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In the previous post, I showed how Folium can be used to create interactive maps of GeoPandas GeoDataFrames. Today’s post continues this theme. Specifically, it compares Folium to another dataviz library called hvplot. hvplot also recently added support for GeoDataFrames, so it’s interesting to see how these different solutions compare.

Minimum viable

The following snippets show the minimum code I found to put a GeoDataFrame of Points onto a map with either Folium or hvplot.

Folium does not automatically zoom to the data extent and I didn’t find a way to add the whole GeoDataFrame of Points without looping through the rows individually:

Hvplot on the other hand registers the hvplot function directly with the GeoDataFrame. This makes it as convenient to use as the original GeoPandas plot function. It also zooms to the data extent:

Standard interaction and zoom to area of interest

The following snippets ensure that the map is set to a useful extent and the map tools enable panning and zooming.

With Folium, we have to set the map center and the zoom. The map tools are Leaflet defaults, so panning and zooming work as expected:

Since hvplot does not come with mouse wheel zoom enabled by default, we need to set that:

Color by attribute

Finally, for many maps, we want to show the point location as well as an attribute value.

To create a continuous color ramp for a numeric value, we can use branca.colormap to define the marker fill color:

In hvplot, it is sufficient to specify the attribute of interest:

I’m pretty impressed with hvplot. The integration with GeoPandas is very smooth. Just don’t forget to set the geo=True parameter if you want to plot lat/lon geometries.

Folium seems less straightforward for this use case. Maybe I missed some option similar to the Choropleth function that I showed in the previous post.

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GeoPandas makes it easy to create basic visualizations of GeoDataFrames:

However, if we want interactive plots, we need additional libraries. Folium (which is built on Leaflet) is a great option. However, all examples for plotting GeoDataFrames that I found focused on point or polygon data. So here is what I found to work for GeoDataFrames of LineStrings:

First, some imports:

import pandas as pd
import geopandas
import folium

Loading the data:

graph = geopandas.read_file('data/population_test-routes-geom.csv')
graph.crs = {'init' :'epsg:4326'}

Creating the map using folium.Choropleth:

m = folium.Map([48.2, 16.4], zoom_start=10)

folium.Choropleth(
    graph[graph.geometry.length>0.001],
    line_weight=3,
    line_color='blue'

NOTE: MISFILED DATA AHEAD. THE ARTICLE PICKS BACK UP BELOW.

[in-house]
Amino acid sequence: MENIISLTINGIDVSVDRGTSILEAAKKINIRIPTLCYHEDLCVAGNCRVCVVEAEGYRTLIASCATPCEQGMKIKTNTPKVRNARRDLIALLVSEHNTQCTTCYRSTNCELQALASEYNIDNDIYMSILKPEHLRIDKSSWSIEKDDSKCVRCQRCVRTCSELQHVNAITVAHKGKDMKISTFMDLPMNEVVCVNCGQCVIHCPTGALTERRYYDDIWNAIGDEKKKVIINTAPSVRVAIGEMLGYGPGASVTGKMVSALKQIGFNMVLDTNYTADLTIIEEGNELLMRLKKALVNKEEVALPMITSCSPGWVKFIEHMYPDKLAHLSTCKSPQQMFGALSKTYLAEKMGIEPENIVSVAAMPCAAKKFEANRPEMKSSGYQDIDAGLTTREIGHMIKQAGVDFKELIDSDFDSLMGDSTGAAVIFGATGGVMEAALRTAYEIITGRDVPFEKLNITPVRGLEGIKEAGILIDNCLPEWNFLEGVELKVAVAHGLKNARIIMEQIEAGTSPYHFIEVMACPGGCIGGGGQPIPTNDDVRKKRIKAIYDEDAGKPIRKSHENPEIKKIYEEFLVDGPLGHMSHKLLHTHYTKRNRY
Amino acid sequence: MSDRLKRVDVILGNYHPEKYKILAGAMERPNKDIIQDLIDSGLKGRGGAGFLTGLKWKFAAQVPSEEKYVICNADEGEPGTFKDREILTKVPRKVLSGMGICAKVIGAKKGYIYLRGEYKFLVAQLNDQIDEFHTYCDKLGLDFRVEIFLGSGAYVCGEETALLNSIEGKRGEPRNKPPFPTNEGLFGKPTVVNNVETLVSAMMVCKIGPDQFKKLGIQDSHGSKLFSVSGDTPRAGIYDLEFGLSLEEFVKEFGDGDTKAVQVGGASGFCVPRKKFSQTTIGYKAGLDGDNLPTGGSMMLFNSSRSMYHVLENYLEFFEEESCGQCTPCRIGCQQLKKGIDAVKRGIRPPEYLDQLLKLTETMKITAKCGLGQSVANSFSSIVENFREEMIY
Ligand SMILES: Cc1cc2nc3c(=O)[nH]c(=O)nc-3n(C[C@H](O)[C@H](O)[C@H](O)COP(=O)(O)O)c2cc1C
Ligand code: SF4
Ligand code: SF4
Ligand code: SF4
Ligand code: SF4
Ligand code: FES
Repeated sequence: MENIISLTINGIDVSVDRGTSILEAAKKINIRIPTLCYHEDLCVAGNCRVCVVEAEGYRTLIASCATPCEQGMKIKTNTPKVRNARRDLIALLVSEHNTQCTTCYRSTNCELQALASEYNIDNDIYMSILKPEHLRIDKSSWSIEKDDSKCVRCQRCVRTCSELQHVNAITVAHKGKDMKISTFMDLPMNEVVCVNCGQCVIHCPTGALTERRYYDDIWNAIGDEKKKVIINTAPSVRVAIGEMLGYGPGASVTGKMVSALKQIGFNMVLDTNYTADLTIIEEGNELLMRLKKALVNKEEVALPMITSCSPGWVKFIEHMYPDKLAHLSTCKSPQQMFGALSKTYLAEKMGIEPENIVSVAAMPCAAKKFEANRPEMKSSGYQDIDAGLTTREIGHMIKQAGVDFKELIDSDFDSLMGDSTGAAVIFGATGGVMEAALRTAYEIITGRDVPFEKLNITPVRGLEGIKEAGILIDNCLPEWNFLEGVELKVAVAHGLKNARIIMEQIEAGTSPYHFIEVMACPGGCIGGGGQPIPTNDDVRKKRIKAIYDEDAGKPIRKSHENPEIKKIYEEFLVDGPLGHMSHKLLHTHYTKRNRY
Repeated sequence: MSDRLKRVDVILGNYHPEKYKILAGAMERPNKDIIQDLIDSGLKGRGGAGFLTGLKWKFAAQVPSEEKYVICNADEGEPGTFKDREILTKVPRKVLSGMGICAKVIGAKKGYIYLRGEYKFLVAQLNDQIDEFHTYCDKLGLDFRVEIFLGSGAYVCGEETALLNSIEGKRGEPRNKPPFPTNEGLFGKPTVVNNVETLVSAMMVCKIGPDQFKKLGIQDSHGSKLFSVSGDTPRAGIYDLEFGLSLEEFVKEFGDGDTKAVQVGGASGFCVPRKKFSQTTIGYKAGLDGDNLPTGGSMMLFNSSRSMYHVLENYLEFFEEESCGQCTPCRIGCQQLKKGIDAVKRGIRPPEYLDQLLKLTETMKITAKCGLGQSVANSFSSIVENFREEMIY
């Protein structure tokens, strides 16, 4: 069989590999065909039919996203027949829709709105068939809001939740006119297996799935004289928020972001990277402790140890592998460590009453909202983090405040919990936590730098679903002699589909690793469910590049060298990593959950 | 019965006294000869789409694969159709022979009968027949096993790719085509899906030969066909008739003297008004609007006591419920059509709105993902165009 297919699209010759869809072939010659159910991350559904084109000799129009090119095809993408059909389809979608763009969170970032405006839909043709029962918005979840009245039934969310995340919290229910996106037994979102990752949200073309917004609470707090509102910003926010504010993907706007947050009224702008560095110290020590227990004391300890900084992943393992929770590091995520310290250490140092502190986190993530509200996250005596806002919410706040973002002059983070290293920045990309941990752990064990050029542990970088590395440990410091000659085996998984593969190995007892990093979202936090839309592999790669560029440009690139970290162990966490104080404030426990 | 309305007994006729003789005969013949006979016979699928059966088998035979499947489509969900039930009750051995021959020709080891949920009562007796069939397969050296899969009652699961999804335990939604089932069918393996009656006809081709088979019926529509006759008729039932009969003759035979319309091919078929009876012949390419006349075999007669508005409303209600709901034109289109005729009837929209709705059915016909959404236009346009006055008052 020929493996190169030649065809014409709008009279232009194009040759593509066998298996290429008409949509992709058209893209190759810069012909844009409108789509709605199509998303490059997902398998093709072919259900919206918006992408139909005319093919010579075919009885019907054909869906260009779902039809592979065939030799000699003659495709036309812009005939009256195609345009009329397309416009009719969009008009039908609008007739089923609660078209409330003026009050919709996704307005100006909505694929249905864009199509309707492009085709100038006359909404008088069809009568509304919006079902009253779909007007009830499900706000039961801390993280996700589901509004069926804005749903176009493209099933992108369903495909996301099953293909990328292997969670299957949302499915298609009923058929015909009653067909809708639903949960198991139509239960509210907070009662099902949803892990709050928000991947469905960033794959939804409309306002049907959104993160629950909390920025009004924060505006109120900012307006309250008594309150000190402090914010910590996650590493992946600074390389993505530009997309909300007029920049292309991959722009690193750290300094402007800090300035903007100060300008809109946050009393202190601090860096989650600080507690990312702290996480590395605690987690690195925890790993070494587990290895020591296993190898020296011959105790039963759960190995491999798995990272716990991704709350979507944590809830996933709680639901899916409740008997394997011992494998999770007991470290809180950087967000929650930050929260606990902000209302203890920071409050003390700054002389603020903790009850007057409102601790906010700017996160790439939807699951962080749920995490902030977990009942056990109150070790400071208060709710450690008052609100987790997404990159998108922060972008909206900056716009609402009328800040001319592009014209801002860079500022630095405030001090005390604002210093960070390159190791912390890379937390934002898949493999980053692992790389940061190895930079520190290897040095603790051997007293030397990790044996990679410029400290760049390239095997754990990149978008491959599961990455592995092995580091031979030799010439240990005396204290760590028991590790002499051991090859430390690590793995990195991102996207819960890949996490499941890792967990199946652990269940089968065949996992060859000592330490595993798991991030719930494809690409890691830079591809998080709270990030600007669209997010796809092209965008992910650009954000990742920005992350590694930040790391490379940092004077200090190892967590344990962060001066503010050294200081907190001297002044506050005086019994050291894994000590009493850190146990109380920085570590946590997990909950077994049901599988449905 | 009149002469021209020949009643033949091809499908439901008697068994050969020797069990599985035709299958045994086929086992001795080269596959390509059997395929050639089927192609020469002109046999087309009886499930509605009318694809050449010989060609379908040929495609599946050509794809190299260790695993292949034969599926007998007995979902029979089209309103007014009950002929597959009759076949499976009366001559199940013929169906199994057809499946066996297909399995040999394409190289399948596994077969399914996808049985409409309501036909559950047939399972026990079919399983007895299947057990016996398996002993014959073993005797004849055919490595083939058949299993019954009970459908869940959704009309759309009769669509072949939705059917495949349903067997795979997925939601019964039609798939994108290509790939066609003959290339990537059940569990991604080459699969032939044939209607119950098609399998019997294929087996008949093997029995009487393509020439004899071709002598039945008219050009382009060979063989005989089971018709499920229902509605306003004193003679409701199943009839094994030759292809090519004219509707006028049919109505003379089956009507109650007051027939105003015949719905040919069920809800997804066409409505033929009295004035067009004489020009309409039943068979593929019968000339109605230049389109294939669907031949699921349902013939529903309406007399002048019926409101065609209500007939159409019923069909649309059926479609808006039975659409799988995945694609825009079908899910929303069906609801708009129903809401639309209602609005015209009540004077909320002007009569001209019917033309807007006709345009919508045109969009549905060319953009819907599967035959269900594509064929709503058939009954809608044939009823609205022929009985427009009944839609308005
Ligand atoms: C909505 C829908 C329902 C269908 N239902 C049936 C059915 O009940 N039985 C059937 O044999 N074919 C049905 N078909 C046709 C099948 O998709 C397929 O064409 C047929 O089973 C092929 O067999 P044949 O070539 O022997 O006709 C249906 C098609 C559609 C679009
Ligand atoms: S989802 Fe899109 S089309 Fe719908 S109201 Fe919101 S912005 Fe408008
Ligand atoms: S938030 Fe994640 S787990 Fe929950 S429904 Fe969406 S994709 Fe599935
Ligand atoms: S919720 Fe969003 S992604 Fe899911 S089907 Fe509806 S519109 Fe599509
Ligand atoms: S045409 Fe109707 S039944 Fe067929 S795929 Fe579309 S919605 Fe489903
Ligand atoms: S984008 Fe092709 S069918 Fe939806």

).add_to(m)

m

I also tried using folium.PolyLine which seemed like the more obvious choice but does not seem to accept GeoDataFrames as input. Instead, it expects a list of coordinate pairs and of course it expects them to be in the opposite order that Shapely.LineString.coords provides … Oh the joys of geodata!

In any case, I had to limit the number of features that get plotted because Folium refuses to plot all 8778 features at once. I decided to filter by line length because drawing really short lines is pointless for my overview visualization anyway.

Last week, I had the pleasure to give a movement data analysis workshop at the OpenGeoHub summer school at the University of Münster in Germany. The workshop materials consist of three Jupyter notebooks that have been designed to also support self-study outside of a workshop setting. So you can try them out as well!

All materials are available on Github:

  • Tutorial 0 provides an introduction to the MovingPandas Trajectory class.
  • Tutorials 1 and 2 provide examples with real-world datasets covering one day of ship movement near Gothenburg and multiple years of gull migration, respectively.

Here’s a quick preview of the bird migration data analysis tutorial (click for full size):

Tutorial 2: Bird migration data analysis

You can run all three Jupyter notebooks online using MyBinder (no installations required).

Alternatively or if you want to dig deeper: installation instructions are available on movingpandas.org

The OpenGeoHub summer school this year had a strong focus on spatial analysis with R and GRASS (sometimes mixing those two together). It was great to meet @mdsumner (author of R trip) and @edzerpebesma (author of R trajectories) for what might have well been the ultimate movement data libraries geek fest. In the ultimate R / Python cross-over,  0_getting_started.Rmd

Both talks and workshops have been recorded. Here’s the introduction:

and this is the full workshop recording:

Today’s post continues where “Why you should be using PostGIS trajectories” leaves off. It’s the result of a collaboration with Eva Westermeier. I had the pleasure to supervise her internship at AIT last year and also co-supervised her Master’s thesis [0] on the topic of enriching trajectories with information about their geographic context.

Context-aware analysis of movement data is crucial for different domains and applications, from transport to ecology. While there is a wealth of data, efficient and user-friendly contextual trajectory analysis is still hampered by a lack of appropriate conceptual approaches and practical methods. (Westermeier, 2018)

Part of the work was focused on evaluating different approaches to adding context information from vector datasets to trajectories in PostGIS. For example, adding land cover context to animal movement data or adding information on anchoring and harbor areas to vessel movement data.

Classic point-based model vs. line-based model

The obvious approach is to intersect the trajectory points with context data. This is the classic point data model of contextual trajectories. It’s straightforward to add context information in the point-based model but it also generates large numbers of repeating annotations. In contrast, the line data model using, for example, PostGIS trajectories (LinestringM) is more compact since trajectories can be split into segments at context borders. This creates one annotation per segment and the individual segments are convenient to analyze (as described in part #12).

Spatio-temporal interpolation as provided by the line data model offers additional advantages for the analysis of annotated segments. Contextual segments start and end at the intersection of the trajectory linestring with context polygon borders. This means that there are no gaps like in the point-based model. Consequently, while the point-based model systematically underestimates segment length and duration, the line-based approach offers more meaningful segment length and duration measurements.

Schematic illustration of a subset of an annotated trajectory in two context classes, a) systematic underestimation of length or duration in the point data model, b) full length or duration between context polygon borders in the line data model (source: Westermeier (2018))